OSAN AIR BASE, Republic of Korea –
It obscured the sun, but the hazy June-time skyline did nothing to change the heat. Warm temperatures and moist air permeated the Draggins' Lair here as six Airmen got into the back end of a blue-painted "bread truck." They had just finished moving a slew of munitions, some by hand. They stood by as each pilot finished their pre-flight checklists, started their aircraft and prepared to taxi. But in the back of the bread truck there's no vent for air conditioning and, cramped by equipment, little personal room. The enclosed space spikes heat and humidity, turning an already hot space into a sweatbox. And, like watching an opposing player over-enthusiastically spike the football after scoring a touchdown, the crew is taunted by two small windows in the back. These windows are enclosed and un-openable, guarded by metal bars. "Those bars are there so we never forget where we're at," one jokes. "But seriously, now you're getting just a little look of what life in maintenance is like."
The 25th Aircraft Maintenance Unit weapons flight here is manned by Airmen dedicated to the upkeep and loading of weapons onto the base's resident A-10 fleet. Ensuring the 25th Fighter Squadron remains employable at a moment's notice is an indispensable capability for military readiness, and one that's equally important in and out of a contingency, said Master Sgt. William Warren, 25th AMU weapons section chief.
"If you don't have the personnel to load and maintain a weapons system, then you can't have weapons delivery," said Warren. "Our capabilities are influential for enemy deterrence, but we make sure we also bring the actual ability. Everybody has a role, and our role is making weapons delivery happen."
The section typically splits their personnel into crews of three, with a mission-essential requirement of 12 crews, said Warren. Each crew has a team chief and two crew members with designated jobs, and they can work on any number of aircraft any day.
Airmen of the weapons flight are currently working 12-hour shifts five days a week. Staff Sgt. Christopher Simison, 25th AMU weapons load team chief, said duties on the team vary by shift. The job includes moving and loading munitions, helping generate sorties, and recovering the planes once they return.
"A normal day really depends on what shift you're working," said Simison. "On dayshift, we mostly focus on getting jets in the air and working any maintenance we can on ones that aren't flying. Swing shift normally recovers jets and works a lot of scheduled maintenance on the aircraft, and mid-shift finishes up any leftover issues or maintenance to get the jets ready for flying the next day."
And while a typical duty day for Simison and his peers includes routine checkups and loading munitions, there are also additional responsibilities to take care of, including properly organizing and storing old or unused parts. A lot of these responsibilities are inspected by the unit's quality assurance personnel, who are dedicated to inspecting and grading the team's adherence to various checklists. Failing one of these inspections can have serious consequences.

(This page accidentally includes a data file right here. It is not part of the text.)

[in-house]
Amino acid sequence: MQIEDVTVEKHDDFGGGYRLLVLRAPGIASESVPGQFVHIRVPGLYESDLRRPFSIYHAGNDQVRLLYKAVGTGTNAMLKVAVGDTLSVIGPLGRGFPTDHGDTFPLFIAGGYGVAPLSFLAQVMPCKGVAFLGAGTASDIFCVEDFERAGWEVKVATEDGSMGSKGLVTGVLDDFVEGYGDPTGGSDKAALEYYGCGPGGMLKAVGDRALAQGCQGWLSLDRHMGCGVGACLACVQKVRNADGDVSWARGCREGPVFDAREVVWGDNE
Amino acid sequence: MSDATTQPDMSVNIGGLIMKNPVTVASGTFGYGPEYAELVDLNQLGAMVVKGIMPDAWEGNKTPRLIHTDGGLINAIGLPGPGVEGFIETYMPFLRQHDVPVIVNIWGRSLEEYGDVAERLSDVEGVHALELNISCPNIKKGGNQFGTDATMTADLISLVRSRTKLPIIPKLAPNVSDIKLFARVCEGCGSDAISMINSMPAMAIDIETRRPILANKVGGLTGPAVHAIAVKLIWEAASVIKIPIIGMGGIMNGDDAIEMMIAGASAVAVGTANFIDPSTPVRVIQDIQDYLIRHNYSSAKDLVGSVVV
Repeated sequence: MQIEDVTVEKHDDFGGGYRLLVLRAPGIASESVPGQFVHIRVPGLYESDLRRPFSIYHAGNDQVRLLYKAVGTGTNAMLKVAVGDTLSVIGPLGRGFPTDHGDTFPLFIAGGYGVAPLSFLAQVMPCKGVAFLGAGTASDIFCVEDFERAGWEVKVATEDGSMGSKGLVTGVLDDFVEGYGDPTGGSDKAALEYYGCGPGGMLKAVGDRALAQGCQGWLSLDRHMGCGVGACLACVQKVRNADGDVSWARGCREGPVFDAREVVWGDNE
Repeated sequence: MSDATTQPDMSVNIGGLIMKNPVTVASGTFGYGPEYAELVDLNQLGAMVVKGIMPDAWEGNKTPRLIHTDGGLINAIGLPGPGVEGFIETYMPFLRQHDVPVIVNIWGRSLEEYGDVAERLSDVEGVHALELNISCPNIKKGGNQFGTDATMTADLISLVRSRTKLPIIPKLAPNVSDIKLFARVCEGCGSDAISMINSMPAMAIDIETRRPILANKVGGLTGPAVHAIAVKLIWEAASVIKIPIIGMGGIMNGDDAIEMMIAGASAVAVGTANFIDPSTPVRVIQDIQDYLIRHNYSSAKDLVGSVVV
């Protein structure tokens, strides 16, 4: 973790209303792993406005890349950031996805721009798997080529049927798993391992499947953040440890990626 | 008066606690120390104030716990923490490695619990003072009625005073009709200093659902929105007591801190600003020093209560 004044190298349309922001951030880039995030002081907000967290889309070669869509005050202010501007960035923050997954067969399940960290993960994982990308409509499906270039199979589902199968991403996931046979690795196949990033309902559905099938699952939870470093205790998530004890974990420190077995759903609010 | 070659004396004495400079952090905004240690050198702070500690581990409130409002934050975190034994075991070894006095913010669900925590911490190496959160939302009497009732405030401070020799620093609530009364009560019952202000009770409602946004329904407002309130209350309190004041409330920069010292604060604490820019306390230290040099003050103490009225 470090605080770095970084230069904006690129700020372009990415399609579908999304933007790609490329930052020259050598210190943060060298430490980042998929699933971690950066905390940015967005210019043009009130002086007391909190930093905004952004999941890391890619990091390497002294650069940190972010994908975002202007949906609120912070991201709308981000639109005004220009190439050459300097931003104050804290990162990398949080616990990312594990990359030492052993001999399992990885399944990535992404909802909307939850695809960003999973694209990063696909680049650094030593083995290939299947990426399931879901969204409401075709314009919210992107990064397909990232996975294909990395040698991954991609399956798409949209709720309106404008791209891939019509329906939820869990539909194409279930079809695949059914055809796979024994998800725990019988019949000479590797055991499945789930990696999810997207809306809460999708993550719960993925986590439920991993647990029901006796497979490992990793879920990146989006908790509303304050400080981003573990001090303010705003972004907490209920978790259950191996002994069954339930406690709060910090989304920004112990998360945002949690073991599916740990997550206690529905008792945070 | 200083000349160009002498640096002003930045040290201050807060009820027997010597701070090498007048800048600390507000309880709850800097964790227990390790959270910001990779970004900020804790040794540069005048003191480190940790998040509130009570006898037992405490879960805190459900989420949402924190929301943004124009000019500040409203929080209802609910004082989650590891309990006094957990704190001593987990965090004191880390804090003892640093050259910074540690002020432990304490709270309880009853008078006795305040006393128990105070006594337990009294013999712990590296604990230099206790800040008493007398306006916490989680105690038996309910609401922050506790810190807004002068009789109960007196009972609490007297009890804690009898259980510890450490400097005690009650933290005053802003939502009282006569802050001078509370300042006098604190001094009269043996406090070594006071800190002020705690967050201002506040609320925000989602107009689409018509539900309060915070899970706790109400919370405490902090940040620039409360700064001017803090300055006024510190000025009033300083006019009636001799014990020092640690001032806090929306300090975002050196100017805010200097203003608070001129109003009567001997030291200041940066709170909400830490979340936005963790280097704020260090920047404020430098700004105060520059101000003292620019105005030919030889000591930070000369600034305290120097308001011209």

Even beyond the scope of traditional and additional duties, one of the biggest responsibilities and challenges is ensuring everyone on the team stays current with all job and non-job related training and certification. There are multiple documents printed and displayed on a corkboard tracking training requirements, and at the June 22 Monday-morning roll call, Warren reminds his team to finish the eight-hour long SERE 100.1 Level A training.
"We have to make sure everyone gets their training and stays certified," said Warren. "I actually miss working (on the flight line), the Airmen here get all the fun, even though they probably don't think it's fun when they're doing it."
Simison said certification is something most people don't know about the job. Weapons flight Airmen are required to load 10 family-grouped munitions every quarter to maintain their certifications. He added that in between the 12-hour shifts, additional duties, and mandatory training, finding time to do the ancillary stuff can be hard, especially considering Osan's high operations tempo.
"This place has one of the highest tempos I've ever seen," said Warren. "All of our Airmen work extremely hard here. Here in Korea there's a sharp learning curve, but we all work together to get everyone on track and get it right."
Simison added that the work can be hard, but rewarding, and one of his favorite part's about the job is the quarterly load crew competition.
"I love the competitions because it lets you know who's really the best load crew on base," said Simison. "We're a competitive group of people, so those are a lot of fun."
Still, beyond all the requirements, the Airmen know there's a job to be done, and it's a job that doesn't rise or fall with personal comfort, hence the backseat oven in the bread truck. The sweat lost and skin tanned can't be quantified, but it has led to making the 25th Fighter Squadron becoming what Warren calls "The highest flying A-10 unit in the Air Force." It's not just an achievement for his flight, but something the entire squadron contributes to.
"Of course all the jobs out here make it happen," said Warren. "From the crew chiefs to avionics, everybody has their roles. The proof is in the numbers. We have the most flying hours of any A-10 unit in the Air Force. It's a source of pride, and sometimes pain for our guys, but we get it done and it's all because of the dedication and hard work our Airmen do."